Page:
Epidemiologic study of tumors in dinosaurs

Abstract

Occasional reports in isolated fragments of dinosaur bones have suggested that tumors might represent a population phenomenon. Previous study of humans has demonstrated that vertebral radiology is a powerful diagnostic tool for population screening. The epidemiology of tumors in dinosaurs was here investigated by fluoroscopically screening dinosaur vertebrae for evidence of tumors. Computerized tomography (CT) and cross-sections were obtained where appropriate. Among more than 10,000 specimens x-rayed, tumors were only found in Cretaceous hadrosaurs (duck-billed dinosaurs). These included hemangiomas and metastatic cancer (previously identified in dinosaurs), desmoplastic fibroma, and osteoblastoma. The epidemiology of tumors in dinosaurs seems to reflect a familial pattern. A genetic propensity or environmental mutagens are suspected.

This is a preview of subscription content, access via your institution.

Fig. 1

References

  1. Barrett PM, Upchurch P (2001) Feeding mechanisms and changes in sauropod paleoecology through time. J Vertebr Paleontol 21:32A

    Google Scholar 

  2. Boye E, Yu Y, Paranya G, Mulliken JB, Olsen BR, Bischoff J (2001) Clonality and altered behavior of endothelial cells from hemangiomas. J Clin Invest 107:745–752

    PubMed  Google Scholar 

  3. Chew FS (1997) Skeletal radiology: the bare bones. Williams and Wilkins, Baltimore, Md.

    Google Scholar 

  4. Chinsamy A. (1994) Dinosaur bone histology: implications and inferences. In: Rosenberg GD, Wolberg DL (eds) DinoFest. (Special publication no. 7) The Paleontological Society, Pittsburgh, Pa., pp 213-227

  5. Chinsamy A, Dodson P (1995) Inside a dinosaur bone. Am Sci 83:174–180

    Google Scholar 

  6. Krauss DA (2001) An analysis of the feeding habits of herbivorous dinosaurs through the examination of phytoliths trapped on tooth grinding surfaces. J Vert Paleontol 21:69A

    Google Scholar 

  7. Mohan V, Gupta SK, Tuli SM, Sanyal B (1981) Symptomatic vertebral haemangiomas. Skeletal Radiol 31:575–579

    Google Scholar 

  8. Molnar RE (2001) Theropod paleopathology: a literature survey. In: Tanke DH, Carpenter K (eds) Mesozoic vertebral life: new research inspired by the paleontology of Philip J. Currie. Indiana University Press, Bloomington, Ind., pp 337–363

  9. Moodie RL (1917) Studies in paleopathology. I. General consideration of the evidences of pathological conditions found among fossil animals. Ann Med Hist 1:374–393

    Google Scholar 

  10. Resnick D (2002) Diagnosis of bone and joint disorders. Saunders, Philadelphia, Pa.

  11. Rothschild BM, Martin L (1993) Paleopathology: disease in the fossil record. CRC, Boca Raton, Fla.

  12. Rothschild BM, Rothschild C (1995) Comparison of radiologic and gross examination for detection of cancer in defleshed skeletons. Am J Phys Anthropol 6:357–363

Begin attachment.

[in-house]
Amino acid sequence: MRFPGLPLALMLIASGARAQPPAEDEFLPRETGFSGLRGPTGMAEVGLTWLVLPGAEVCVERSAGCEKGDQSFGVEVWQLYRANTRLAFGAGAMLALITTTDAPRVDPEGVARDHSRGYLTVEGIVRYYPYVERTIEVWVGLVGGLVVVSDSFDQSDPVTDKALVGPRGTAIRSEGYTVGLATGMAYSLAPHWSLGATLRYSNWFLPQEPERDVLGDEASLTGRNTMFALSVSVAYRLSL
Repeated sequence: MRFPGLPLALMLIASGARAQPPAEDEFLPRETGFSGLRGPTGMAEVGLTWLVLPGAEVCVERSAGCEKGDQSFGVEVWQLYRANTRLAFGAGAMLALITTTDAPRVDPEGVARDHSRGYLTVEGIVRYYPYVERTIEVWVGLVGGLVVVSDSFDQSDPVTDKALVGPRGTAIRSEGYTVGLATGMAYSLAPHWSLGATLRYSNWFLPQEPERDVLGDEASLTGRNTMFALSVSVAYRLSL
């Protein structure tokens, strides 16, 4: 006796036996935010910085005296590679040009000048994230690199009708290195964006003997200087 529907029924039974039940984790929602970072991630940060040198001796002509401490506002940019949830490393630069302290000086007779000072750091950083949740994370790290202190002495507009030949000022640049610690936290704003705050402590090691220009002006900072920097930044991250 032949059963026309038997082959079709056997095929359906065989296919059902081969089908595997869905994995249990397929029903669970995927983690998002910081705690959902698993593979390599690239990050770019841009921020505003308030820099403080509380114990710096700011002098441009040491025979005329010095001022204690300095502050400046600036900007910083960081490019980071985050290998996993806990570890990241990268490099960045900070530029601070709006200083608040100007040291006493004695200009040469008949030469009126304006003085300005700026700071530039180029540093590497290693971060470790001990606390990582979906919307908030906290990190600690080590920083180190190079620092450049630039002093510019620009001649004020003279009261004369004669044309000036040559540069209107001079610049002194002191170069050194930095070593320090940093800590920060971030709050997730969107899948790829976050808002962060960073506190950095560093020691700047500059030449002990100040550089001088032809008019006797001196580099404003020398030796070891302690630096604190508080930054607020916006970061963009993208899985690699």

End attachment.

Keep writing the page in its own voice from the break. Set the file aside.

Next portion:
Google Scholar 

  13. Rothschild BM, Tanke D, Hershkovitz I, Schultz M (1998) Mesozoic neoplasia: origins of hemangioma in the Jurassic. Lancet 351:1862

    PubMed  Google Scholar 

  14. Rothschild BM, Witzke BJ, Hershkovitz I (1999) Metastatic cancer in the Jurassic. Lancet 354:398

    Article  PubMed  Google Scholar 

  15. Schmorl G, Junghanns H (1971) The human spine in health and disease, 2nd edn. Grune and Stratton, New York

  16. Sherman RS, Wilner D (1961) The Roentgen diagnosis of haemangioma of bone. Am J Roentgenol 86:1146–1159

    CAS  Google Scholar 

  17. Taylor P (1992) Doctors try to diagnose dinosaur cancer. Toronto Globe and Mail 5 January 1992:A1–A2

    Google Scholar 

  18. Yochum TR, Lile RL, Schultz GD, Mick TJ, Brown W (1993) Acquired spinal stenosis secondary to expanding thoracic vertebral hemangioma. Spine 18:299–305

    CAS  PubMed  Google Scholar 

Download references

Acknowledgements

Appreciation is expressed to Allison A. Smith, J.D. Stewart, Peter and Neal Larson, Burkhard Pohl, Richard Cifelli, Kevin Seymour, Sankar Chatterjee, Nick Czaplewski, Ray DiVasto, Mark Norrell, Pamela Owen, Juan Langston, Bill Simpson, Robert Purdy, Lorrie McWinnery, Ken Carpenter, Dave Berman, Mary Dawson, Richard Harrington, Elizabeth Hill, Jack Hanke, Mary Ann Turner, Kyle Davies, Hans-Dieter Sues, Kyle S McQuilkin, Kieran Shepherd, Margaret Feuerstack, Jack Horner, Mary Flynn, Cliff Miles, Ken Stadtman, and Scott Sampson for assistance in accessing the collections they curate, and to Virginia Naples, Margery Coombs and an anonymous reviewer for cogent manuscript review.

Author information

Affiliations

Authors

Corresponding author

Correspondence to B. M. Rothschild.

Rights and permissions

Reprints and Permissions

About this article

Cite this article

Rothschild, B.M., Tanke, D.H., Helbling, M. et al. Epidemiologic study of tumors in dinosaurs. Naturwissenschaften 90, 495–500 (2003). https://doi.org/10.1007/s00114-003-0473-9

Download citation

Keywords

  • Hemangioma
  • Metastatic Cancer
  • Giant Cell Tumor
  • Aneurysmal Bone Cyst
  • Hemangiopericytoma